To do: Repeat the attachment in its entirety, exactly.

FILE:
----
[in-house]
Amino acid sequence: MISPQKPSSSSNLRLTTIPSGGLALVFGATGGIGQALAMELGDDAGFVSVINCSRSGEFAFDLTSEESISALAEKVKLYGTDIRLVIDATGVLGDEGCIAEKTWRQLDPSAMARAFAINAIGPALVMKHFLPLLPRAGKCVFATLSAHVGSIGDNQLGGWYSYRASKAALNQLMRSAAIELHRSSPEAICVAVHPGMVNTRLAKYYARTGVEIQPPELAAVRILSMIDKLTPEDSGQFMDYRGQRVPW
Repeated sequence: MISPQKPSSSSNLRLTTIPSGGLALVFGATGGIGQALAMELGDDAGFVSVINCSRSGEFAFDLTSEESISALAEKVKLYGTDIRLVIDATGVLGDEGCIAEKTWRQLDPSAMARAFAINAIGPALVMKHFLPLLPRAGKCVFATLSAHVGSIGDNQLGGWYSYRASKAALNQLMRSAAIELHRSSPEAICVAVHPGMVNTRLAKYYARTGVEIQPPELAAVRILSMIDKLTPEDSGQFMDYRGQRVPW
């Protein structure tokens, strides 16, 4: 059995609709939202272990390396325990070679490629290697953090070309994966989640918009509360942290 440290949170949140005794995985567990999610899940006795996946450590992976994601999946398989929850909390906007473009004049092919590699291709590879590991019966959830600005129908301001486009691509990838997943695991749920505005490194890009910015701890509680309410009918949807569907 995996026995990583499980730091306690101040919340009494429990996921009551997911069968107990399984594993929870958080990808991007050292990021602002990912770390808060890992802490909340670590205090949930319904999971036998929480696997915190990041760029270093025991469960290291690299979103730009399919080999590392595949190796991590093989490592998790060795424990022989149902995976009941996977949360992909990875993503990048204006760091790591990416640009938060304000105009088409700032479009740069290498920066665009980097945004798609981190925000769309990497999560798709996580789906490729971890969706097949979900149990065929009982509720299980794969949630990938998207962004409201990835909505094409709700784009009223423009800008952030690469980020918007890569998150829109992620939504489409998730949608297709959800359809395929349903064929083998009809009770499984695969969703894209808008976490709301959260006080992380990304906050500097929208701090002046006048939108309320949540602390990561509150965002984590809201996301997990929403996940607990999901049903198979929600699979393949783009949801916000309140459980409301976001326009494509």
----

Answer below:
[in-house]
Amino acid sequence: MISPQKPSSSSNLRLTTIPSGGLALVFGATGGIGQALAMELGDDAGFVSVINCSRSGEFAFDLTSEESISALAEKVKLYGTDIRLVIDATGVLGDEGCIAEKTWRQLDPSAMARAFAINAIGPALVMKHFLPLLPRAGKCVFATLSAHVGSIGDNQLGGWYSYRASKAALNQLMRSAAIELHRSSPEAICVAVHPGMVNTRLAKYYARTGVEIQPPELAAVRILSMIDKLTPEDSGQFMDYRGQRVPW
Repeated sequence: MISPQKPSSSSNLRLTTIPSGGLALVFGATGGIGQALAMELGDDAGFVSVINCSRSGEFAFDLTSEESISALAEKVKLYGTDIRLVIDATGVLGDEGCIAEKTWRQLDPSAMARAFAINAIGPALVMKHFLPLLPRAGKCVFATLSAHVGSIGDNQLGGWYSYRASKAALNQLMRSAAIELHRSSPEAICVAVHPGMVNTRLAKYYARTGVEIQPPELAAVRILSMIDKLTPEDSGQFMDYRGQRVPW
């Protein structure tokens, strides 16, 4: 059995609709939202272990390396325990070679490629290697953090070309994966989640918009509360942290 440290949170949140005794995985567990999610899940006795996946450590992976994601999946398989929850909390906007473009004049092919590699291709590879590991019966959830600005129908301001486009691509990838997943695991749920505005490194890009910015701890509680309410009918949807569907 995996026995990583499980730091306690101040919340009494429990996921009551997911069968107990399984594993929870958080990808991007050292990021602002990912770390808060890992802490909340670590205090949930319904999971036998929480696997915190990041760029270093025991469960290291690299979103730009399919080999590392595949190796991590093989490592998790060795424990022989149902995976009941996977949360992909990875993503990048204006760091790591990416640009938060304000105009088409700032479009740069290498920066665009980097945004798609981190925000769309990497999560798709996580789906490729971890969706097949979900149990065929009982509720299980794969949630990938998207962004409201990835909505094409709700784009009223423009800008952030690469980020918007890569998150829109992620939504489409998730949608297709959800359809395929349903064929083998009809009770499984695969969703894209808008976490709301959260006080992380990304906050500097929208701090002046006048939108309320949540602390990561509150965002984590809201996301997990929403996940607990999901049903198979929600699979393949783009949801916000309140459980409301976001326009494509």